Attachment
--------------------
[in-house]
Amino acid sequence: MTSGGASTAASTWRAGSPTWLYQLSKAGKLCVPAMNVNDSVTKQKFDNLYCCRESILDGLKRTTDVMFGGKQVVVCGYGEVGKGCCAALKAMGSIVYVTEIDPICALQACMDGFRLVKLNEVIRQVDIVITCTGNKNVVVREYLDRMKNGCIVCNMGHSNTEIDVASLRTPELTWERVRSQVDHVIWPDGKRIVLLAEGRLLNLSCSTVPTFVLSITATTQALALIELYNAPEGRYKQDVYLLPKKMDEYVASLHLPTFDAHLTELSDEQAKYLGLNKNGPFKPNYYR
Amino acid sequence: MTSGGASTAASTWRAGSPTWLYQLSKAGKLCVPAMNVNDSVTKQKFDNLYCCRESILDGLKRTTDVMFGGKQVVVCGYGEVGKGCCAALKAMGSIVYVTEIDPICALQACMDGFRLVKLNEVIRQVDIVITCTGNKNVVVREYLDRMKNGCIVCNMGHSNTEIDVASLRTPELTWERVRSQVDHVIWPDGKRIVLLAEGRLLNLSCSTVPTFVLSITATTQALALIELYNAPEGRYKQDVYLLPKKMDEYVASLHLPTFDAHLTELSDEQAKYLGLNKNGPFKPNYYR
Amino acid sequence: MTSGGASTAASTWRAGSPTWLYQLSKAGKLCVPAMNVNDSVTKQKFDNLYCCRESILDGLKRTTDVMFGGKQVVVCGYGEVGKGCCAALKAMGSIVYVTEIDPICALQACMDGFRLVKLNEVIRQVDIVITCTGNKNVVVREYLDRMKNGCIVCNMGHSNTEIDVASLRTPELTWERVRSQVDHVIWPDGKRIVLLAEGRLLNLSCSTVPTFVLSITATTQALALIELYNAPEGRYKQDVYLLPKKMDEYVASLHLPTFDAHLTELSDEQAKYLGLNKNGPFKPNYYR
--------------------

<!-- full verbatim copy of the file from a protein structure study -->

[in-house]
Amino acid sequence: MTSGGASTAASTWRAGSPTWLYQLSKAGKLCVPAMNVNDSVTKQKFDNLYCCRESILDGLKRTTDVMFGGKQVVVCGYGEVGKGCCAALKAMGSIVYVTEIDPICALQACMDGFRLVKLNEVIRQVDIVITCTGNKNVVVREYLDRMKNGCIVCNMGHSNTEIDVASLRTPELTWERVRSQVDHVIWPDGKRIVLLAEGRLLNLSCSTVPTFVLSITATTQALALIELYNAPEGRYKQDVYLLPKKMDEYVASLHLPTFDAHLTELSDEQAKYLGLNKNGPFKPNYYR
Amino acid sequence: MTSGGASTAASTWRAGSPTWLYQLSKAGKLCVPAMNVNDSVTKQKFDNLYCCRESILDGLKRTTDVMFGGKQVVVCGYGEVGKGCCAALKAMGSIVYVTEIDPICALQACMDGFRLVKLNEVIRQVDIVITCTGNKNVVVREYLDRMKNGCIVCNMGHSNTEIDVASLRTPELTWERVRSQVDHVIWPDGKRIVLLAEGRLLNLSCSTVPTFVLSITATTQALALIELYNAPEGRYKQDVYLLPKKMDEYVASLHLPTFDAHLTELSDEQAKYLGLNKNGPFKPNYYR
Amino acid sequence: MTSGGASTAASTWRAGSPTWLYQLSKAGKLCVPAMNVNDSVTKQKFDNLYCCRESILDGLKRTTDVMFGGKQVVVCGYGEVGKGCCAALKAMGSIVYVTEIDPICALQACMDGFRLVKLNEVIRQVDIVITCTGNKNVVVREYLDRMKNGCIVCNMGHSNTEIDVASLRTPELTWERVRSQVDHVIWPDGKRIVLLAEGRLLNLSCSTVPTFVLSITATTQALALIELYNAPEGRYKQDVYLLPKKMDEYVASLHLPTFDAHLTELSDEQAKYLGLNKNGPFKPNYYR